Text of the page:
Location of KQDC

Download and print the KQDC Brochure

The Kinzua Quality Deer Cooperative (KQDC) was formed in 2000 by a group of deer hunters, sportsmen and women, landowners and conservation agency employees to sustain quality hunting in quality habitat for quality deer.  A partnership of forest landowners, forest managers, biologists, hunters, and local businesses, conducts this program on 74,000 forested acres in northwestern PA. Scientific research has been part of the KQDC program since the beginning, and this research has documented long-term improvements to deer, wildlife and forest habitat.

Today, the KQDC offers hunters a place to harvest a nice buck or doe.  It also has flocks of wild turkeys, numerous black bears, squirrels, and in areas of recent harvest grouse, and other small game.  Birders, hikers, recreational drivers and others have a good possibility of seeing diverse plants and animals, and hearing song from many different birds as they travel through this area with a good mix of forest age classes and habitats.

Browsed tree seedling

Deer management in the northeastern United States, and Pennsylvania in particular, has been controversial and difficult for over a century because of the impact deer have on their own habitat.  Where deer are overabundant, diversity and abundance of tree seedlings, shrubs, and wildflowers declines. Then, forest managers have difficulty sustaining the many benefits of  forests for future generations.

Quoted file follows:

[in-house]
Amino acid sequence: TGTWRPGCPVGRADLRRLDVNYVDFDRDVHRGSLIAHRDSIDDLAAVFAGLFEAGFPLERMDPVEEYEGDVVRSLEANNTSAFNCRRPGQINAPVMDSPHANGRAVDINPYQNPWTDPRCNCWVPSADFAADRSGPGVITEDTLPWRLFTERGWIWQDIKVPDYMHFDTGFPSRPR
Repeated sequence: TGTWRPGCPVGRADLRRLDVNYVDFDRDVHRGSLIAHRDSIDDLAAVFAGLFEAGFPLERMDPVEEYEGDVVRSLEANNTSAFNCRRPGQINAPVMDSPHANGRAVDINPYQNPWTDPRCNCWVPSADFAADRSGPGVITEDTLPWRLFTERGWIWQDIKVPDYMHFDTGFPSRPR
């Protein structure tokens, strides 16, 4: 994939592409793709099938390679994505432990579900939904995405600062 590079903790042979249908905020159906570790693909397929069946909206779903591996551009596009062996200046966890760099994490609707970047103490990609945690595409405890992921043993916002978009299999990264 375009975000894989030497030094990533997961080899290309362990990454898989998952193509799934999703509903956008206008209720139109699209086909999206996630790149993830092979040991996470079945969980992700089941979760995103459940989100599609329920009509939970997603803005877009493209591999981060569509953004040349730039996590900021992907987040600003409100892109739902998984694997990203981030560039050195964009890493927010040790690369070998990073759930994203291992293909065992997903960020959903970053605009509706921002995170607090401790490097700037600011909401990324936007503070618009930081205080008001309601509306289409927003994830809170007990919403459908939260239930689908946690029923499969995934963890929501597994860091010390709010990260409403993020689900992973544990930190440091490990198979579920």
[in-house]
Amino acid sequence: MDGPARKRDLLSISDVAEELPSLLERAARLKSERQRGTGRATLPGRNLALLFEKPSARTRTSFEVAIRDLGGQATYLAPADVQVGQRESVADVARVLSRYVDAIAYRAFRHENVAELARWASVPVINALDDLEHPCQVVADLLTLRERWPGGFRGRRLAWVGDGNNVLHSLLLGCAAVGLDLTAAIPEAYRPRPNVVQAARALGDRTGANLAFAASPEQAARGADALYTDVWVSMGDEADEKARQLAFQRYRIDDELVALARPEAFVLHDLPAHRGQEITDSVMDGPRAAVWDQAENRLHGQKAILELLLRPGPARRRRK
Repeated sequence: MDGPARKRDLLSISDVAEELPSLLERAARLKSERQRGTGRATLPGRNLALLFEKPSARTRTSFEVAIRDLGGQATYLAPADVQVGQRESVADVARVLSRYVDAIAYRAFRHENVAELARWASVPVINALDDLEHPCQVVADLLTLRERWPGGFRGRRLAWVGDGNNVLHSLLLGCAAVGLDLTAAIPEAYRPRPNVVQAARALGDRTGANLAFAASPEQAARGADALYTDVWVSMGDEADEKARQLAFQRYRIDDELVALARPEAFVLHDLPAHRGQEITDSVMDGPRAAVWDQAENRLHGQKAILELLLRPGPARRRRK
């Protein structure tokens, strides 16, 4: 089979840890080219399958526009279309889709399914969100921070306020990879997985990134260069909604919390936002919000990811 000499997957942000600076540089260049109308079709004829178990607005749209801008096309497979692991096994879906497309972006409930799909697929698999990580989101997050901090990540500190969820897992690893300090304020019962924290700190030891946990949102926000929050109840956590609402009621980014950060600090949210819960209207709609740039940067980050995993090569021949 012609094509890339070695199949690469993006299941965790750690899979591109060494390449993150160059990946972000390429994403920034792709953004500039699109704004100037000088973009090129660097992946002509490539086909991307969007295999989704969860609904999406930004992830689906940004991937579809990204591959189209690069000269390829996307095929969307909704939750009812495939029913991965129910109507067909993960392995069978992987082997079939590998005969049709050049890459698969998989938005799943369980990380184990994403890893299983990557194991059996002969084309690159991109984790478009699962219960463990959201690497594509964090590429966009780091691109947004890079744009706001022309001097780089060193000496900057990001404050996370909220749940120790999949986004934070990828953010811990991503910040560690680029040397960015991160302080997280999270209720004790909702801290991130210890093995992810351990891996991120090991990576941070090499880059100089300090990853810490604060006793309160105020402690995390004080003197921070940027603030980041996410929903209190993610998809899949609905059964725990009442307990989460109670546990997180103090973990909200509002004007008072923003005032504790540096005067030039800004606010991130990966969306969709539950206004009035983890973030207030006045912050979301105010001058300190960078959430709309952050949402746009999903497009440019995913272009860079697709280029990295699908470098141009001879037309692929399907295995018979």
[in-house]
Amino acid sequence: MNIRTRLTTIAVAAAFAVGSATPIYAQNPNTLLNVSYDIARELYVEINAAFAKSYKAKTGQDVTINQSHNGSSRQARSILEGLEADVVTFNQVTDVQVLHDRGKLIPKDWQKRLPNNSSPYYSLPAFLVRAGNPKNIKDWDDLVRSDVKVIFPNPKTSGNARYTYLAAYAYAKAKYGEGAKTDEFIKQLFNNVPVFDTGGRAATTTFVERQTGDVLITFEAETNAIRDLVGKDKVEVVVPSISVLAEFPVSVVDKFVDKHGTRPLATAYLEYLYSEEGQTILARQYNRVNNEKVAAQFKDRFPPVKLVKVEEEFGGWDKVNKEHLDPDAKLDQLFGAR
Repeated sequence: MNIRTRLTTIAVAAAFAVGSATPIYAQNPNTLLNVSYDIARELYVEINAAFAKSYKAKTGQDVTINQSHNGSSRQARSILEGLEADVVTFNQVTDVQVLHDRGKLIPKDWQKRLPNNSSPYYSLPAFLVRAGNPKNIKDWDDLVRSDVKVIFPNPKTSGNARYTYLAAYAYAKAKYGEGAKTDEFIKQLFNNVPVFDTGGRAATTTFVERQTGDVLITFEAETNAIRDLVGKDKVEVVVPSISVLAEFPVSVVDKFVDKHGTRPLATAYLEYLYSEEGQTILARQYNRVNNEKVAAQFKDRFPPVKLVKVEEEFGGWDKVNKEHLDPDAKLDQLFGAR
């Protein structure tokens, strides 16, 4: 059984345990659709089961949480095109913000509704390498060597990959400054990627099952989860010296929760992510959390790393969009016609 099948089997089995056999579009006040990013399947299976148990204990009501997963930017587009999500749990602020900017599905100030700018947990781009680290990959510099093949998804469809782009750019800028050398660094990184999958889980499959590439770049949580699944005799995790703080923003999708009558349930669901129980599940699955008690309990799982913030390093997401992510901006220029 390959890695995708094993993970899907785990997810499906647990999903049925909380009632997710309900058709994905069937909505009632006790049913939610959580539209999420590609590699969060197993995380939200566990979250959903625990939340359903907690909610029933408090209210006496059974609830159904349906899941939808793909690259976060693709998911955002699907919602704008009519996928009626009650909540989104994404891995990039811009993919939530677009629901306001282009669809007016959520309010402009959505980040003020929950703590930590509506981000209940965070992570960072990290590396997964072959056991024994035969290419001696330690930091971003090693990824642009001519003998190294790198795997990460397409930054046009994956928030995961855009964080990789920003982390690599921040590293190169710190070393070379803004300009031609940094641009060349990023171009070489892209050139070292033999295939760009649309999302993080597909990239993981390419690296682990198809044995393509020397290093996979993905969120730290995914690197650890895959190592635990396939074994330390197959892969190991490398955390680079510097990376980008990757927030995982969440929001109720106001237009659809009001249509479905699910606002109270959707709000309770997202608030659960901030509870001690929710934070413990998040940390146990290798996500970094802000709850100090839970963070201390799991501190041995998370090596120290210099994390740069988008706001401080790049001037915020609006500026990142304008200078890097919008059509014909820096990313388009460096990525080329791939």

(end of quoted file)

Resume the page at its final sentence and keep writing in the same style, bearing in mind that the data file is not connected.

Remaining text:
The objective of the partners who formed KQDC was to engage hunters and other stakeholders through sharing data and expressing gratitude for the important role they play in managing the forest ecosystem, resulting in improvements to habitat and herd quality while providing a quality hunting experience.

Combining deer science with adaptive management, the KQDC identified and integrated goals for deer management and forest management. The program centered on collecting and analyzing monitoring data to determine if the goals are being met.  As deer density and impact changed in response to management, hunting regulations were tweaked to adjust deer density and impact to achieve stated goals. Thanks to hunters and hunting, the desired deer density goals were met within 5 years.  Recovery in the plant community took much longer.  Forest managers have been able to successfully create young forest without fencing.  Wildflowers and tree seedlings are more abundant and more diverse, deer are larger, and wildlife species that enjoy young forest are more often seen.

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